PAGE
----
How has the Life Sciences Industrial Strategy benefited us in Cambridge?
PUBLISHED: 09:41 22 April 2018 | UPDATED: 13:43 23 April 2018
Richard Marsham - RMG Photography Tel - 07798 758711
The life science marketing specialists from Histon-based BioStrata write for the Cambridge Independent.
If a week is a long time in politics, then more than enough time has passed to take stock of what the Life Sciences Industrial Strategy has achieved for Cambridge, and the opportunities it continues to offer to local businesses.
After all, it is more than seven months since the Government’s Life Sciences Champion Professor Sir John Bell published the Strategy, with his recommendations for securing the long-term success of the UK’s life science sector.
As part of the report, the Life Sciences Industrial Strategy reinforced Cambridge’s reputation as an important hub for the life science sector in the UK. The value of the city was recognized several times by Sir John as an integral part of the so-called ‘Golden Triangle’ cluster in the south-east of England. Cambridge’s connection with many notable scientific innovations, including spin-outs from the MRC Laboratory of Molecular Biology and several other noteworthy companies from across the sector, were highlighted to illustrate how the city is a centre of excellence for research and technological innovation in the life sciences.
Good news for the region came in December 2017 when the government began implementing the Life Sciences Industrial Strategy by unveiling a new Sector Deal. Bringing together ministers, universities, charities and more than 25 businesses, this package pledged substantial investment for the UK’s life science sector.
We were excited to see the Sector Deal promote Cambridge as an attractive location for life science investment, in line with BioStrata’s own positive experience of the city. It encouraged companies to cluster around locations where there are already academic centres of excellence, and even included the Cambridge Biomedical Campus as a prime example. Cambridge was also featured when the Sector Deal discussed the promise of a new genomics industry in UK: work by AstraZeneca, Cambridge Epigenetix and Congenica (with Genomics England) was highlighted, alongside only one other firm not based in the city or the surrounding area.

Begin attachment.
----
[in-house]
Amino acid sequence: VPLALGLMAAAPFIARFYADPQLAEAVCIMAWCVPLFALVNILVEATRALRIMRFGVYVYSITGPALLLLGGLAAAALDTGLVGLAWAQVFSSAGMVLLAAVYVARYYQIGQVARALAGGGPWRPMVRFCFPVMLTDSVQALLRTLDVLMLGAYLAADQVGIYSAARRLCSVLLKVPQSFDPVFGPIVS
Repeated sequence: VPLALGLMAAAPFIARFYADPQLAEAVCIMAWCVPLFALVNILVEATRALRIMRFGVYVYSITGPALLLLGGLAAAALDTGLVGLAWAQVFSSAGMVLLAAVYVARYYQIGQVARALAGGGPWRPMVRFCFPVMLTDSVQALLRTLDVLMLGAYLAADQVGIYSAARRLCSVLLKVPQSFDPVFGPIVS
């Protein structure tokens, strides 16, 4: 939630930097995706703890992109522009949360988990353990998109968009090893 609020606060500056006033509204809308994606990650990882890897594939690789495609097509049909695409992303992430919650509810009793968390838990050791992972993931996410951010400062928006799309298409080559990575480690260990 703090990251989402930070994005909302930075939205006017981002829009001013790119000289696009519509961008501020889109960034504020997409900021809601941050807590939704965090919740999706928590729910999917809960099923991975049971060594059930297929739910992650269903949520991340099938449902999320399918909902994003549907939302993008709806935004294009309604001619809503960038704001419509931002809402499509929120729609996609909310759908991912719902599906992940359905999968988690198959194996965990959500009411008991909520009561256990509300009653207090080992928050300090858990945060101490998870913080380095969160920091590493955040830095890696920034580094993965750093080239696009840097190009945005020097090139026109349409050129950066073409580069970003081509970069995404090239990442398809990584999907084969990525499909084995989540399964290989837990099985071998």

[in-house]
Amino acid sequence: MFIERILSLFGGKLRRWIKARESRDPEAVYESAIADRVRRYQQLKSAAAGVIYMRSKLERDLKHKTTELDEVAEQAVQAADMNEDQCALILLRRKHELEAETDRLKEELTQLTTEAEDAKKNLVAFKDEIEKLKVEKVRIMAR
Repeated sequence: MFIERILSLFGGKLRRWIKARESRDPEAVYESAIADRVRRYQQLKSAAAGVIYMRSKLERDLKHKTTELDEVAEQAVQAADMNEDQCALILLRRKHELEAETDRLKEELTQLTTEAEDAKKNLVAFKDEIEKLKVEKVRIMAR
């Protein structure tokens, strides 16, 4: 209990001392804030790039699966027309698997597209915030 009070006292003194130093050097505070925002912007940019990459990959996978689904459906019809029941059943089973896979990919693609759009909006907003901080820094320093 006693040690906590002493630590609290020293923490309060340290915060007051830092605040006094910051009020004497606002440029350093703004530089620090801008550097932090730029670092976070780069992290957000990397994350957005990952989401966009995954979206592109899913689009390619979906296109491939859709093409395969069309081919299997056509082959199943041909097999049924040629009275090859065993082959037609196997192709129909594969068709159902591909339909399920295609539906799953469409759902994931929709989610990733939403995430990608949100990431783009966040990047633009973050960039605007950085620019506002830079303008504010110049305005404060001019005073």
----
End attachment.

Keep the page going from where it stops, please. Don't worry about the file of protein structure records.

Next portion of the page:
So, with all this new investment, what will the impact be on the city?
The Sector Deal tackled infrastructure issues that are key for life science businesses in Cambridge: housing and transport. It included a package of five nationwide initiatives to create prosperous communities.
Three of these involve Cambridge, including: a £5million commitment to develop proposals for Cambridge South station; investment in housing across the Cambridge-Milton Keynes-Oxford corridor; and construction of the expressway between Cambridge and Oxford.
Clear communication of Westminster’s plans for the life science sector opens up further opportunities for growth, as it gives officials and business leaders greater certainty and confidence in what comes next (and how they should adjust accordingly). Nationally, we saw the CBI Business Optimism index in the UK jump to 13 in the first quarter of 2018 from -11 in the previous three-month period. In Cambridge, we’ve seen greater confidence reflected in positive discussions around life science businesses contributing to local schemes such as the CAM Metro plans.
The Sector Deal promised that further initiatives would be announced by the government in 2018. So how else will Cambridge benefit?
Early in 2018, an extra £3.2million of funding was awarded to Cambridge to support building and trialling six 10-15-seater self-driving shuttles to the south of the city. This extra transport link could prove valuable for life science organisations around the Cambridge Biomedical Campus site.
More recently, Sajid Javid, the Secretary of State for Housing, Communities and Local Government, announced that he would give the go-ahead to at least two new towns along the expressway route between Cambridge and Oxford, with the option for him to push for up to three more.
In a nutshell, Cambridge has benefited from the Life Sciences Industrial Strategy and its early implementation – and it looks likely to continue to fare well once further investment is announced in the future.